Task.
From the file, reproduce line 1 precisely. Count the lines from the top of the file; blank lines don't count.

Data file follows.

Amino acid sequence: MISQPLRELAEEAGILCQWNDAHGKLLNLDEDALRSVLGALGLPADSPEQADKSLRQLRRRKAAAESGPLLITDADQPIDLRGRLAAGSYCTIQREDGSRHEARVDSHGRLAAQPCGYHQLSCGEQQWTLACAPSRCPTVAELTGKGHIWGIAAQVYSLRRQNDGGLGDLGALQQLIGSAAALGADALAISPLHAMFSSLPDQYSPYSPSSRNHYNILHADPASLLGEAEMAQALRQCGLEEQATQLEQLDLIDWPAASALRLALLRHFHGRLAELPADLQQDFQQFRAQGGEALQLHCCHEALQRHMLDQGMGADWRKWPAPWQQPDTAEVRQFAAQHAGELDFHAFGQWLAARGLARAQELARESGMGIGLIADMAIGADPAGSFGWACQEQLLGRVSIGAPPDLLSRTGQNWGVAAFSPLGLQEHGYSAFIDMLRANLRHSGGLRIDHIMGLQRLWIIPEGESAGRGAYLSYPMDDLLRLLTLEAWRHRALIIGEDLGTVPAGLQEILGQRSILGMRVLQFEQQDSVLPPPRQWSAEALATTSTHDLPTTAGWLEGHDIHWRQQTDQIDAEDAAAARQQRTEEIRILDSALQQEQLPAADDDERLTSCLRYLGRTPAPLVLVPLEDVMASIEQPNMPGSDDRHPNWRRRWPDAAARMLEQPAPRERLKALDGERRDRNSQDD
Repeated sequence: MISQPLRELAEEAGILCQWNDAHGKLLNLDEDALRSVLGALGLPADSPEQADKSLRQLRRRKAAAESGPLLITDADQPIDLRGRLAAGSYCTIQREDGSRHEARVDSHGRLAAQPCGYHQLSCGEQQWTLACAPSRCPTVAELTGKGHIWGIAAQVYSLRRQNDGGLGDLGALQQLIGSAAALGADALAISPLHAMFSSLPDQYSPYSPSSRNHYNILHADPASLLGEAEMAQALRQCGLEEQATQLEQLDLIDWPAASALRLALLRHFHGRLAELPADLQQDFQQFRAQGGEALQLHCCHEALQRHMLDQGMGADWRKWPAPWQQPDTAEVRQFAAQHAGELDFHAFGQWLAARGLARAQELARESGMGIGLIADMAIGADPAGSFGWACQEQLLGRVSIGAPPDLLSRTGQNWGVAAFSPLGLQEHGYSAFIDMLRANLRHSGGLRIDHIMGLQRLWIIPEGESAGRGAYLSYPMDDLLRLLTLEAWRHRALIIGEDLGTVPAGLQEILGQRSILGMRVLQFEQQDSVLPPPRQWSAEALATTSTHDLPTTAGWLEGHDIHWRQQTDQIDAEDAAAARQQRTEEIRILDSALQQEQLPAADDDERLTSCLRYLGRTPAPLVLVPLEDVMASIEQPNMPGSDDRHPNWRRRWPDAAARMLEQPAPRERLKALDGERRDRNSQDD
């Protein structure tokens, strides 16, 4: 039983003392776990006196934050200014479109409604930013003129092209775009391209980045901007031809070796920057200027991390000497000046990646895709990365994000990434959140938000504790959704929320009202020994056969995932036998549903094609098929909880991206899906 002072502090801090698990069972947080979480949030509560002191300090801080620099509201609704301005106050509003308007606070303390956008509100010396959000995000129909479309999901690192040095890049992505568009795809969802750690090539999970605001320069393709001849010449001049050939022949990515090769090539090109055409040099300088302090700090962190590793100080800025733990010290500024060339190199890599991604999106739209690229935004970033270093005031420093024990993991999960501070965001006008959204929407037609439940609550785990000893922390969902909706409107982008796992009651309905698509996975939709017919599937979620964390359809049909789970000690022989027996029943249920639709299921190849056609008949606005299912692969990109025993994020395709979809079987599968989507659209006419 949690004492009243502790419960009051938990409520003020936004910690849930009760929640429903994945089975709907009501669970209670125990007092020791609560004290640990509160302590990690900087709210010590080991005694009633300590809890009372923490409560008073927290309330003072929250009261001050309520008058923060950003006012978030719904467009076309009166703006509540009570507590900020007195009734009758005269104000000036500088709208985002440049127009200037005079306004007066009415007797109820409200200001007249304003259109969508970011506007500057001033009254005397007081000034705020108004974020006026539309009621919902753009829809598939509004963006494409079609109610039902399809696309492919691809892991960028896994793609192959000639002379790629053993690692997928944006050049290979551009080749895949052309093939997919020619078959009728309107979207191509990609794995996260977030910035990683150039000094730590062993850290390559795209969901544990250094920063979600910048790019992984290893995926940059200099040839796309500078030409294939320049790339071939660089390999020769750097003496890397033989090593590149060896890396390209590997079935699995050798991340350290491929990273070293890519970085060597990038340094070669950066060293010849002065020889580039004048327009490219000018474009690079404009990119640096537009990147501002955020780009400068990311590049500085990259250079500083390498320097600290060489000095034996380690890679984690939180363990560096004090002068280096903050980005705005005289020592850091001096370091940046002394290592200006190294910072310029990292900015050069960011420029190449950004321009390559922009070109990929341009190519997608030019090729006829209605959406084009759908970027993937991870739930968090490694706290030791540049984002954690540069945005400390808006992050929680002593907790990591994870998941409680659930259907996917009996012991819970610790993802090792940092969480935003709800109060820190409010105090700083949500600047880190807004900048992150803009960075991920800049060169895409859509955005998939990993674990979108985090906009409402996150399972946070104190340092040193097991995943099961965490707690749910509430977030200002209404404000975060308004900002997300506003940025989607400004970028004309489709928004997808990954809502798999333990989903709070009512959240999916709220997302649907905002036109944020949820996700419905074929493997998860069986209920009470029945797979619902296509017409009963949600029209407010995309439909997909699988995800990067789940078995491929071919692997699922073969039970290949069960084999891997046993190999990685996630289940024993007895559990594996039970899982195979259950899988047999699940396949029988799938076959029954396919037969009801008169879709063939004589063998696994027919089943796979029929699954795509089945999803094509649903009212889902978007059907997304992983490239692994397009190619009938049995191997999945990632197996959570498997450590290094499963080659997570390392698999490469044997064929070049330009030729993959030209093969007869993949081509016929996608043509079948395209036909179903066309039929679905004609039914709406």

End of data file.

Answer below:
Amino acid sequence: MISQPLRELAEEAGILCQWNDAHGKLLNLDEDALRSVLGALGLPADSPEQADKSLRQLRRRKAAAESGPLLITDADQPIDLRGRLAAGSYCTIQREDGSRHEARVDSHGRLAAQPCGYHQLSCGEQQWTLACAPSRCPTVAELTGKGHIWGIAAQVYSLRRQNDGGLGDLGALQQLIGSAAALGADALAISPLHAMFSSLPDQYSPYSPSSRNHYNILHADPASLLGEAEMAQALRQCGLEEQATQLEQLDLIDWPAASALRLALLRHFHGRLAELPADLQQDFQQFRAQGGEALQLHCCHEALQRHMLDQGMGADWRKWPAPWQQPDTAEVRQFAAQHAGELDFHAFGQWLAARGLARAQELARESGMGIGLIADMAIGADPAGSFGWACQEQLLGRVSIGAPPDLLSRTGQNWGVAAFSPLGLQEHGYSAFIDMLRANLRHSGGLRIDHIMGLQRLWIIPEGESAGRGAYLSYPMDDLLRLLTLEAWRHRALIIGEDLGTVPAGLQEILGQRSILGMRVLQFEQQDSVLPPPRQWSAEALATTSTHDLPTTAGWLEGHDIHWRQQTDQIDAEDAAAARQQRTEEIRILDSALQQEQLPAADDDERLTSCLRYLGRTPAPLVLVPLEDVMASIEQPNMPGSDDRHPNWRRRWPDAAARMLEQPAPRERLKALDGERRDRNSQDD